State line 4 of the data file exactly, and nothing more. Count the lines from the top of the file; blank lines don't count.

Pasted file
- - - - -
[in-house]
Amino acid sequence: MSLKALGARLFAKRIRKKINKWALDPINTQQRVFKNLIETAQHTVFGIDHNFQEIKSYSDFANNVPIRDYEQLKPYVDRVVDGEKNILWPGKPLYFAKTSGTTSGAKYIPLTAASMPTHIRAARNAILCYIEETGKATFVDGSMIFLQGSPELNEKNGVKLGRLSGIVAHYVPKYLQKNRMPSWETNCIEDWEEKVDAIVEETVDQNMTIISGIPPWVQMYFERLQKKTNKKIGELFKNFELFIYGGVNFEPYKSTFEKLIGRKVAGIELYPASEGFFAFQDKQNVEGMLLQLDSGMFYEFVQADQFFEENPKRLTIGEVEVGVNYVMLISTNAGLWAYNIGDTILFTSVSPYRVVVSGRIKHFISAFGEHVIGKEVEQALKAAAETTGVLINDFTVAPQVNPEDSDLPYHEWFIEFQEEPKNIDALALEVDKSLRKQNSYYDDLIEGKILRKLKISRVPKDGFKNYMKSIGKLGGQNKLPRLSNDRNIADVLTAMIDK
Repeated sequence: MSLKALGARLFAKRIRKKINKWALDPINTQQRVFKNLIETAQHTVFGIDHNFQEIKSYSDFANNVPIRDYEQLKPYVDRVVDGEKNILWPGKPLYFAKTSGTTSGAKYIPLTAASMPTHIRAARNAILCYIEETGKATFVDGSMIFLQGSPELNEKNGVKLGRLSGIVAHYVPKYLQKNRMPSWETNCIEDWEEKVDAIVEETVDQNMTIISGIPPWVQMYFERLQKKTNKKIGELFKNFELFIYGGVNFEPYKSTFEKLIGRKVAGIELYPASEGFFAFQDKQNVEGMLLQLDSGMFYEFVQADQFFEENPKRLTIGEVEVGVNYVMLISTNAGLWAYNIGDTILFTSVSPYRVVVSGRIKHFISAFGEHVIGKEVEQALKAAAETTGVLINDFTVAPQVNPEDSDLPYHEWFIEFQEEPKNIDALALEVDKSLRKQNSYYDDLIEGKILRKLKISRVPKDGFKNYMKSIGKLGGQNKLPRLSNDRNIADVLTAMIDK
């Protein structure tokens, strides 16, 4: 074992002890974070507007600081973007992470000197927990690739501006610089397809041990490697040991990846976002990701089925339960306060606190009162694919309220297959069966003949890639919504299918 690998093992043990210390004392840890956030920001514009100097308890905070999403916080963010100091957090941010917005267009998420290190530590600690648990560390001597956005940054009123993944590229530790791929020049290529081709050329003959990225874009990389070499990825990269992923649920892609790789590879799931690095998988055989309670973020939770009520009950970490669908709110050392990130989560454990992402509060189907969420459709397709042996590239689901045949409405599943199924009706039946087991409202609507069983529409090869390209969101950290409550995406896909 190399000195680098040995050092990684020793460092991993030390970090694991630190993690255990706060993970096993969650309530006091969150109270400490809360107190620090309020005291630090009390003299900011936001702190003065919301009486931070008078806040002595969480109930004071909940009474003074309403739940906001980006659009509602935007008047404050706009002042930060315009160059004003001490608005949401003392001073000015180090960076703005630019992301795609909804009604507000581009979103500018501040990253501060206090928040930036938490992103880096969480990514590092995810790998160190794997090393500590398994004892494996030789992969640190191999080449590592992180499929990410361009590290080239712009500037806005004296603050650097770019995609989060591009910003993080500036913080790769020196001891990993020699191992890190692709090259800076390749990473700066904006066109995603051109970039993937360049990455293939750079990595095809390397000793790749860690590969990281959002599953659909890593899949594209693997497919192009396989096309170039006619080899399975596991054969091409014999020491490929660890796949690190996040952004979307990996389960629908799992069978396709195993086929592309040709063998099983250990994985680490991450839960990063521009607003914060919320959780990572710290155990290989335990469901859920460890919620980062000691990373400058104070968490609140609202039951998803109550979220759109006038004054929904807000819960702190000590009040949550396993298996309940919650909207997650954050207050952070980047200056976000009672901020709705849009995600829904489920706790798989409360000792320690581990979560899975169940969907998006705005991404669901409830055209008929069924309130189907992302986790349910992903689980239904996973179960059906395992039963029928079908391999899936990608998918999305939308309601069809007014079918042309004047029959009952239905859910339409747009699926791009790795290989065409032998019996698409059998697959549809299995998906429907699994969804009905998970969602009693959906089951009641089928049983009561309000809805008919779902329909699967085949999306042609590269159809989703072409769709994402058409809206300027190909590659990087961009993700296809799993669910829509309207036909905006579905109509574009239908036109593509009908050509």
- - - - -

């Protein structure tokens, strides 16, 4: 074992002890974070507007600081973007992470000197927990690739501006610089397809041990490697040991990846976002990701089925339960306060606190009162694919309220297959069966003949890639919504299918 690998093992043990210390004392840890956030920001514009100097308890905070999403916080963010100091957090941010917005267009998420290190530590600690648990560390001597956005940054009123993944590229530790791929020049290529081709050329003959990225874009990389070499990825990269992923649920892609790789590879799931690095998988055989309670973020939770009520009950970490669908709110050392990130989560454990992402509060189907969420459709397709042996590239689901045949409405599943199924009706039946087991409202609507069983529409090869390209969101950290409550995406896909 190399000195680098040995050092990684020793460092991993030390970090694991630190993690255990706060993970096993969650309530006091969150109270400490809360107190620090309020005291630090009390003299900011936001702190003065919301009486931070008078806040002595969480109930004071909940009474003074309403739940906001980006659009509602935007008047404050706009002042930060315009160059004003001490608005949401003392001073000015180090960076703005630019992301795609909804009604507000581009979103500018501040990253501060206090928040930036938490992103880096969480990514590092995810790998160190794997090393500590398994004892494996030789992969640190191999080449590592992180499929990410361009590290080239712009500037806005004296603050650097770019995609989060591009910003993080500036913080790769020196001891990993020699191992890190692709090259800076390749990473700066904006066109995603051109970039993937360049990455293939750079990595095809390397000793790749860690590969990281959002599953659909890593899949594209693997497919192009396989096309170039006619080899399975596991054969091409014999020491490929660890796949690190996040952004979307990996389960629908799992069978396709195993086929592309040709063998099983250990994985680490991450839960990063521009607003914060919320959780990572710290155990290989335990469901859920460890919620980062000691990373400058104070968490609140609202039951998803109550979220759109006038004054929904807000819960702190000590009040949550396993298996309940919650909207997650954050207050952070980047200056976000009672901020709705849009995600829904489920706790798989409360000792320690581990979560899975169940969907998006705005991404669901409830055209008929069924309130189907992302986790349910992903689980239904996973179960059906395992039963029928079908391999899936990608998918999305939308309601069809007014079918042309004047029959009952239905859910339409747009699926791009790795290989065409032998019996698409059998697959549809299995998906429907699994969804009905998970969602009693959906089951009641089928049983009561309000809805008919779902329909699967085949999306042609590269159809989703072409769709994402058409809206300027190909590659990087961009993700296809799993669910829509309207036909905006579905109509574009239908036109593509009908050509």